guests and our faculty, and depart, hoping our parents have enjoyed this party as much
as we have.
We have a sale to increase our funds for next year, when we shall be uflighty juniors."
FEBVZQ. we are looking forward to the banquet we shall give the seniors, and are
1929 " saving for it. .
Theispring term begins. Our sophomore year is nearly ended. We are very important folks
MARCH' 4, in U. High now. We furnish six members for Orchesis, thirteen for G. A.
1929, A., six for Girls Glee Club, four for Boys Glee Club, four for basketball
ftvvonon the first teamj, twelve members of the orchestra, as well as its president, secretary,
and treasurer, one member of the debate team, six members of Odeon, live members of Litsa
Laureankseven members of Thalian, the manager of the basketball team, and the cheer leader
of U. High. ' ' Q
The first day of spring. Our Easter Vacation begins tomorrow. Ye scribe regrets that she
MARCH 21, must send this record' to the printer so early that she has no opportunity
IBZQ- to. set downuthe good times the sophomores will probably have during the
rest of the spring term. .
' Page twenty eight
f., ,, 5, ,.-.,n,,,f. . , ,. 4 5.-,J 1
4 G, w r - I sf' t.r Thgr,, Q. . 1 1, , 4-vw- , U... f ...
Gffif uf 4
015132 jfresbman lass
Freshies? Yes thz1t's our ffnocl name.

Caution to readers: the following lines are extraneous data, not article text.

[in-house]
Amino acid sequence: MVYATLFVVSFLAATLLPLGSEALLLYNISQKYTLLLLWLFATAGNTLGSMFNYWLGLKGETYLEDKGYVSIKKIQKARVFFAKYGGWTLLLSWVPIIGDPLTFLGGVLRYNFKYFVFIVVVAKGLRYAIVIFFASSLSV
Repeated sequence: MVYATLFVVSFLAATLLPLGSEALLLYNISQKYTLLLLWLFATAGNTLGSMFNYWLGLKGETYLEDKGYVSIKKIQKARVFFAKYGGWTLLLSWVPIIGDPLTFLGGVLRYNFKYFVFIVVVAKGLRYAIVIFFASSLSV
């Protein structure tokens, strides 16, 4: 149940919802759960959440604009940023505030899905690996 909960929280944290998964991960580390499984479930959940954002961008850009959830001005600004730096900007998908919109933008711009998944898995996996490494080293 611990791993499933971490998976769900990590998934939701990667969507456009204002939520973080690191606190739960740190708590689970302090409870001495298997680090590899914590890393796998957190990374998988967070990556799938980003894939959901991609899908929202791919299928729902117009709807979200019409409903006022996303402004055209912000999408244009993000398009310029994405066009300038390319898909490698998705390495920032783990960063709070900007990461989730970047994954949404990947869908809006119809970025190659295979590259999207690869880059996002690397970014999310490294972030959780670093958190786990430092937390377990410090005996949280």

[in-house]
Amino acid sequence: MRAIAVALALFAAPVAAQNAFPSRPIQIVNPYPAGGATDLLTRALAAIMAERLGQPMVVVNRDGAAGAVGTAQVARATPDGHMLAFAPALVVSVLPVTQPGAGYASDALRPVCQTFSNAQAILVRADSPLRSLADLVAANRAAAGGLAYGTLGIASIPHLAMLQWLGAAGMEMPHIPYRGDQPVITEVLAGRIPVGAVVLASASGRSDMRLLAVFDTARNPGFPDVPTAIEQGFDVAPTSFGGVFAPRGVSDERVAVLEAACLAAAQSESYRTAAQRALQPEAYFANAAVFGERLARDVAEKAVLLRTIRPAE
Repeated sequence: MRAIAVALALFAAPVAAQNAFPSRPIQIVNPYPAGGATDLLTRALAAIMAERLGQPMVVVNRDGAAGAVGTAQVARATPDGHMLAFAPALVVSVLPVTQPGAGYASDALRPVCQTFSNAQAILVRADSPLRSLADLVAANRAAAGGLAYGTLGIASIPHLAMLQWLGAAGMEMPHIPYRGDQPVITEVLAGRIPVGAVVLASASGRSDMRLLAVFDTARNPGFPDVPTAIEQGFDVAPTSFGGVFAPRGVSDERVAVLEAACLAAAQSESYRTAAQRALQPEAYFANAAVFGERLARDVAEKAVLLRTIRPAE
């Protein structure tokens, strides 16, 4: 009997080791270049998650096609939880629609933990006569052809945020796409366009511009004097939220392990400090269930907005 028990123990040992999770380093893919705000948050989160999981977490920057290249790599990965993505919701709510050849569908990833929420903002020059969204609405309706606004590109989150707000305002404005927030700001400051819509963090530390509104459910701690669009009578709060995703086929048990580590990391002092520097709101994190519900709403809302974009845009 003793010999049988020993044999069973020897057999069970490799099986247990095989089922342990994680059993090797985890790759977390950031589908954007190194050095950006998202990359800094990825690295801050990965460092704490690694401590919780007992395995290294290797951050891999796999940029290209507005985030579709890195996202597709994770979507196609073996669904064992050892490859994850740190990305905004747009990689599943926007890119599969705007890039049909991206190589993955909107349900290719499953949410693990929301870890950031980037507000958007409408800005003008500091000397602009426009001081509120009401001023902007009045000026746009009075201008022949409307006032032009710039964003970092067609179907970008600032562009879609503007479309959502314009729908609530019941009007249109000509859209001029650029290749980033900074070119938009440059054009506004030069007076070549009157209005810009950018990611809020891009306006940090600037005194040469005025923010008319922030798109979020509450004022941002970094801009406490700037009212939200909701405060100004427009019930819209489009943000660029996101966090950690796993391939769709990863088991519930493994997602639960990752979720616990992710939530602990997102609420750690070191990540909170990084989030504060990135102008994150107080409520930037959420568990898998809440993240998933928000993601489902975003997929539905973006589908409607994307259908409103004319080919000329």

Rain or shine we're always gameg
Every time you see sus there-
Snuwing, sleeting, we clon,t care.
Higli-Selioul spirit is our good aimg
In school years to come Weill win our
Each of us, too, will have his fung
Su never mind-we've just begun.
Betty Galfurcl, '32
i' '1 '
Dorothy Baltz-"A mere dot"
Wilbur Barton-"Hot dawgs"
Nick Bosjnack-"Old Nick"
Frances Bright-"Twinkle, twinkle"
Cleola Brock-"Cleo" Cbut not Cleopatraj
La Verne Bundy-"A small bundle"-but
Ralph Burns-"Red Hot Burns"
Edith Mae Burroughs-"Always burrows"
Thomas Carpenter-HA lad with a
Grace Carter-"Cute? Ask the ho-rpeslu
Mary Carver-"Not so dangerous as her
Lucille Carver-"Lucille Butcher"
Edna Cooper-"Down with the skirts!"
James Custer-"A mere man"
Robert Darley-"A shining light"
Rex Darling-"Hot Stuff"
Norton Duesing-"That salesman line"
Louise Fuller-"Brains in proportioni'
Betty Galford-"What a 'gal'!"
Flora Mae Garee-"Oh, those eyes !"
Esther Graves-"As grave as her name"
Carl Gravitt-"Slow-perhaps too much
Jimmie Holley-"The Spirit of Christmas
Mary Elise Humphreys-"Passionate Per
Mary Lou Johnson-"Disgusted Lou"
Trunetta Keys-"Rusty Keys"
Helen Louise Lawrence-"Looey"
Laurell McConkey-"Just 'i"'
Maryfern Martin--"Fern-but not green'
Agnes Miller-"Pass Out"
Irma Niehus-'tMilk maid"
Emily Norton-"The freshman shark"
Ned Parret-"Vaudeville performer"
Elwood Pearl-"He's a jewel"
Violet Perrine-"A violet rare"
Evelyn Pettibone-"Little Eva"
Billy Quinn-"Beg pardon"
Dorothy Riley-"Don't get her riled."
Fern Riley-"Me too"
Sylvia Sheppelman-"It's permanent."
Pauline Smith-"A dark secret"
Stanley Sprigg-"Barney's side-kick"
Ruth Stottler-"Orthography shark"
Eleanor Stover-"With no exception"
Morris Sunkel-"He's sunk"
John Topeck-"Aw heck!"